10 Ways to Save On a Family Ski Vacation

Photo: Book now for an early bird ski dealCourtesy Copper Mountain
Planning ahead pays off big at Copper Mountain, a family-friendly ski resort in the Colorado Rockies.

Ski vacations are pricey by nature, yet even in a tough economy, there's a lot of good news for snow-loving families.

Savvy parents won't have to pay full price for this year's family ski trip. Instead, they can save big bucks by knowing when and where to score a deal. Here are 10 ways to get more snow for less dough:

Book now. Every year, by the first day of October, fantastic early-bird ski deals start popping up all over. The catch is that you have to snap them up before the season gets underway. These act-quick opportunities will be a dime a dozen in the coming weeks, but they'll dry up by Thanksgiving. Here are some of the best we've seen so far this year:


Planning ahead pays off big at Copper Mountain, a family-friendly resort in the Colorado Rockies (see our review). Book two nights and at least one adult three-day lift ticket before Nov. 30 and your third night is free, plus you get a free kid's lift ticket for each adult ticket purchased. If you can book by Oct. 31, Copper will sweeten the pot with up to $25 a day in resort credit.

Book a four-night stay at Steamboat Springs by Nov. 25 and get 20 percent off lodging and lift tickets.

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Book before Oct. 15 at Mont Tremblant, voted the No. 1 ski resort in eastern North America by SKI magazine readers, and you can save up to 35 percent on a three-night stay, plus get three days of skiing for just $135.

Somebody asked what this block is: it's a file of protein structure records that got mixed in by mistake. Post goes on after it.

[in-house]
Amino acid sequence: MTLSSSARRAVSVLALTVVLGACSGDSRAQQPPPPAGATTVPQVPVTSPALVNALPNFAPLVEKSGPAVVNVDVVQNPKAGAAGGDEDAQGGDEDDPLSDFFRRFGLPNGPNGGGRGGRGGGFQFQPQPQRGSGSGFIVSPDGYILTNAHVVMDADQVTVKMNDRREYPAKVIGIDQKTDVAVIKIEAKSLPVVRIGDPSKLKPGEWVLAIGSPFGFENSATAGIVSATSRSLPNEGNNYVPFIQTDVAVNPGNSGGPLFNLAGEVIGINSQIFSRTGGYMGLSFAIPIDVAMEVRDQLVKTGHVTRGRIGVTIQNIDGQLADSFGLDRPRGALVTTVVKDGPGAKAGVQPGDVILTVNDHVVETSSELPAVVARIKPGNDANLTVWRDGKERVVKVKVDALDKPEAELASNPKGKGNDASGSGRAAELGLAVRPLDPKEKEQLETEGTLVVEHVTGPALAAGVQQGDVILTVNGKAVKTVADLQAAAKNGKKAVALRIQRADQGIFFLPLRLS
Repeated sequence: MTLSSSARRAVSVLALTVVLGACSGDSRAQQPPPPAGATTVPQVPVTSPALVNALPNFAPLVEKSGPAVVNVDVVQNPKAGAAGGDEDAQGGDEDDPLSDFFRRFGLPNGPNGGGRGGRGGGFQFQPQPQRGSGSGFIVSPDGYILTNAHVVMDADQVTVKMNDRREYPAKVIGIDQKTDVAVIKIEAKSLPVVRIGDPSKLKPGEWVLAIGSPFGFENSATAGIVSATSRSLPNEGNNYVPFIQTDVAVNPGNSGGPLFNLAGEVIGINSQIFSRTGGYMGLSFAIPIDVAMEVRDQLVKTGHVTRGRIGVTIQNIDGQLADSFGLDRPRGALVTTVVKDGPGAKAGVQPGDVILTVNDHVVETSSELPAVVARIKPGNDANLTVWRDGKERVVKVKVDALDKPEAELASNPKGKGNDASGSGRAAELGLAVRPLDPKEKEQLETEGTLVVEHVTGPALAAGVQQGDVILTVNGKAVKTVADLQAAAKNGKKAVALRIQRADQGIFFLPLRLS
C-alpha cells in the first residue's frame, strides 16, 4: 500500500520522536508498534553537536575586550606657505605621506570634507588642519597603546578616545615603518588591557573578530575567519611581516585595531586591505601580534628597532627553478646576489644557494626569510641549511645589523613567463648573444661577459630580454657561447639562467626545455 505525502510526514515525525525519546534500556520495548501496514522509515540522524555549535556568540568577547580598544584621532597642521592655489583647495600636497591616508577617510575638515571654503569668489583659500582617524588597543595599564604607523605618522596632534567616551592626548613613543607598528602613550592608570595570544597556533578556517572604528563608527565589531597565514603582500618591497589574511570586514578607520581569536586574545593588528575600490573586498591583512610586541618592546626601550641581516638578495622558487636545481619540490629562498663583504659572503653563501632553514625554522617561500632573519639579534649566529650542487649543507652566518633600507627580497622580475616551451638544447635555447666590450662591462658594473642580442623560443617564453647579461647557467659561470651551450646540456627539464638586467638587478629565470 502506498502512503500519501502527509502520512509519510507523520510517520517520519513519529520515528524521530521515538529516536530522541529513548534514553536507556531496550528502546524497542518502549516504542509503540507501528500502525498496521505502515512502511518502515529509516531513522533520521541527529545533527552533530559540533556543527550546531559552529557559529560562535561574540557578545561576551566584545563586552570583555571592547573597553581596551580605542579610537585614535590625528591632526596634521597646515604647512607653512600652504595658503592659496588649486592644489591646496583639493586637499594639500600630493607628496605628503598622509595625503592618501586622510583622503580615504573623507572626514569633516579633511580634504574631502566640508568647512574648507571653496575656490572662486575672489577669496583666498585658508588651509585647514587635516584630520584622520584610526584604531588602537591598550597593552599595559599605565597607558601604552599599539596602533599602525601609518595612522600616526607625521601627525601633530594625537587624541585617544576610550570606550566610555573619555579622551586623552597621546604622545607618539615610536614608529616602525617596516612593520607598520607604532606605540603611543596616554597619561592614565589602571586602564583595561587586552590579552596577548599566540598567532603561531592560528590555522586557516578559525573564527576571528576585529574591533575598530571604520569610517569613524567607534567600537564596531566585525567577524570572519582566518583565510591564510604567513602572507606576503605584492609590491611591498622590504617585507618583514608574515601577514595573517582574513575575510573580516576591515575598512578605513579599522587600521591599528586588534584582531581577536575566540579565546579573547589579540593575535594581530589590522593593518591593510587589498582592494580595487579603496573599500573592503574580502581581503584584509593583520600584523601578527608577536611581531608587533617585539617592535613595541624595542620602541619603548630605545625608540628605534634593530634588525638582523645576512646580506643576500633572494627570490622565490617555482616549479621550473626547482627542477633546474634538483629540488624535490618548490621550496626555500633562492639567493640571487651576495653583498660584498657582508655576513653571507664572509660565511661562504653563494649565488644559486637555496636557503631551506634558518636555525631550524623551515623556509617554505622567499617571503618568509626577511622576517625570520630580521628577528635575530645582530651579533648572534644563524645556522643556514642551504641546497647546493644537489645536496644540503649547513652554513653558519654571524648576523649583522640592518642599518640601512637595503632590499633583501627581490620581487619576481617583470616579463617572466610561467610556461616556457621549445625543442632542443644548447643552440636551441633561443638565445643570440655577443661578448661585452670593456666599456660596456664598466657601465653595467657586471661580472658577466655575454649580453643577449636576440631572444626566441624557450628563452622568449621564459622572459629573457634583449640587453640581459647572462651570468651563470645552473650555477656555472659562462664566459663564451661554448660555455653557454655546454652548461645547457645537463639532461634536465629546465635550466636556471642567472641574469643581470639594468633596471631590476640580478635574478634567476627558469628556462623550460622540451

Aim off-peak. Timing is everything. Depending on where you ski, the season can last anywhere from four to six months. Many resorts out West are open by mid-November and remain open through April. In general, prices at ski resorts are highest when there is a greater chance of snow (read: coldest months) and also during school breaks.

Otherwise, resort rates can fluctuate wildly throughout the season. To wit: At Smugglers' Notch, voted the No. 1 resort for family programs by SKI magazine readers (see our review), prices during SuperSaver Value Weeks are a full 50 percent lower than over the New Year or President's Week. Opting to ski before December or after mid-March can almost always save you a bundle.

Tip: If your travel dates fall on the fringes of ski season, it's wise to choose a resort with a reputation for good snow-making capabilities, in case Mother Nature doesn't oblige with a layer of the white stuff.

Go midweek. Lodging and lift tickets are both more expensive on weekends, so a Monday-to-Thursday ski break can cost half of what a Thursday-to-Sunday getaway does at the same resort. But saving money is just the beginning of the good news. Midweek typically means fewer crowds, shorter lift lines, and smaller group sizes during lessons.

Be a tourist. All the big ski destination states have dedicated tourism associations which exist to promote their own resorts and ski areas. Their Web sites can be good money-saving resources. For example, you'll find hot deals at Colorado Ski Country USA, Ski Utah and Ski Oregon, resort packages at Ski Vermont, and discounts on lift tickets at Ski New Hampshire.